“As soon as I left the session, I knew that this would be a ground-breaking project for us,” said Bettina Cousineau, Exhibits Specialist at the Gerald Ford Library and Museum. Cousineau was at this summer’s Association of Midwest Museums Conference in Indianapolis, IN, and attended the session "Wikimedia: Commons and GLAM" presented by Lori Phillips, … Continue reading Ford Library participates in Wikimedia’s GLAM project
This is what President Harry Truman had for Thanksgiving in 1947. (Click to enlarge.) What dishes are going on your table this year? My favorite holiday is Thankgiving. No dispute. After all, it's a holiday that basically crafted entirely around the consumption of turkey. I'm not entirely sure that this is what Lincoln had in … Continue reading A White House Thanksgiving
Today's guest post comes from Susan Donius, Director of the Office of Presidential Libraries at the National Archives. This post originally appeared on the White House blog. Did you know that before the 1940s, Thanksgiving was not on a fixed date but was whenever the President proclaimed it to be? George Washington issued the first … Continue reading Thanksgiving with the Presidents
Today's post is by Duke Blackwood, Director of the Ronald Reagan Presidential Library. Follow them on their Facebook page. One normally doesn’t associate turkeys with flying. However, in 1966 they became synonymous with flight during Ronald Reagan’s first race for political office—Governor of California. Covering such a large state was advance man Curtis Patrick’s nightmare, … Continue reading Reagan and the “Turkey Bird”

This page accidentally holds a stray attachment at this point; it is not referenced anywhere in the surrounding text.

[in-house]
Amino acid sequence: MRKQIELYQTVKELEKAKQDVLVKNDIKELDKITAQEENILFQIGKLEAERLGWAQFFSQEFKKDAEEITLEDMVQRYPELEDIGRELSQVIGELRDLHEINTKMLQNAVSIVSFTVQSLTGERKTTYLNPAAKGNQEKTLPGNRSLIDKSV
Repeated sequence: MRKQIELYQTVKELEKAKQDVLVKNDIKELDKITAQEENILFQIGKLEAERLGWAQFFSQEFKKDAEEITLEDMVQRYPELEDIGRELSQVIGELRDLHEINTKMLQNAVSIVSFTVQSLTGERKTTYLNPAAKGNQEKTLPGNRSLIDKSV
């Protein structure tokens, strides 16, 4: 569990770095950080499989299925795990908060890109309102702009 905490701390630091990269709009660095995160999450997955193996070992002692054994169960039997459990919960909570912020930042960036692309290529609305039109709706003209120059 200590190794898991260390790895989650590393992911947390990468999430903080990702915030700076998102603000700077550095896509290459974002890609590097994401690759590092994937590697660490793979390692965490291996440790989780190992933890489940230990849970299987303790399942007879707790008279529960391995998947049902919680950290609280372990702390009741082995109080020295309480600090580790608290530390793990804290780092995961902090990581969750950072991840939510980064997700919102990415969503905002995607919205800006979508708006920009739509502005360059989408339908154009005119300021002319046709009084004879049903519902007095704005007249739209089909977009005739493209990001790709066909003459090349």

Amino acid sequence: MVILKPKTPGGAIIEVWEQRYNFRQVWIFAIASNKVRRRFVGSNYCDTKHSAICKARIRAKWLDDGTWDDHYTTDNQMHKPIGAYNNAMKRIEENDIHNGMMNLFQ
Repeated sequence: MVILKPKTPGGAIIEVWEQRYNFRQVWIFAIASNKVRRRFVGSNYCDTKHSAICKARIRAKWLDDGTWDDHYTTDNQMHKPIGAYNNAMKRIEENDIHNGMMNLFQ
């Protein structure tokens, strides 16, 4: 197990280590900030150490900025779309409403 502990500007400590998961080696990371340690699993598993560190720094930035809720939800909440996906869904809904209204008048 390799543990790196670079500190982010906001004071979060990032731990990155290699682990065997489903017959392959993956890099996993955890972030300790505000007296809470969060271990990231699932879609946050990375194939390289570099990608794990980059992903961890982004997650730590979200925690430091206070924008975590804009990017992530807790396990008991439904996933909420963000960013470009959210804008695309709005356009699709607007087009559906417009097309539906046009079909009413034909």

Today's post comes from Sam Anthony, special assistant to the Archivist of the United States. When President Obama visited Thailand on Sunday, he brought a piece of the National Archives as a diplomatic gift. In preparation for the President's trip to Asia, the Protocol Office of the State Department asked for facsimiles of photographs of … Continue reading The King and (Archives) I
These days, pundits, candidates, and party activists like to cite the Constitution of the United States as the moral and legal backing for whatever they’re proposing. But the Constitution is silent on a lot of things you probably thought it said. Here are eight examples. The President can veto a proposed amendment to the Constitution. … Continue reading No, it’s not in the Constitution
Can you search for "Wikileaks" on the National Archives web site? Yes and no. On Saturday morning, November 3, we learned via Twitter that a search for “Wikileaks” on the National Archives web site archives.gov brought up an error notice stating that the URL was banned. However, even at the same time, a search for … Continue reading Looking for “Wikileaks”?
Today's post originally appeared in the 2012 Summer Issue of Prologue magazine, and was written by Archivist of the United States David S. Ferriero. The Electoral College. Established 1787. It isn’t really a college, and the electors aren’t tenured professors. The electors are really voters, and their votes count in a very big way. The … Continue reading To Choose a President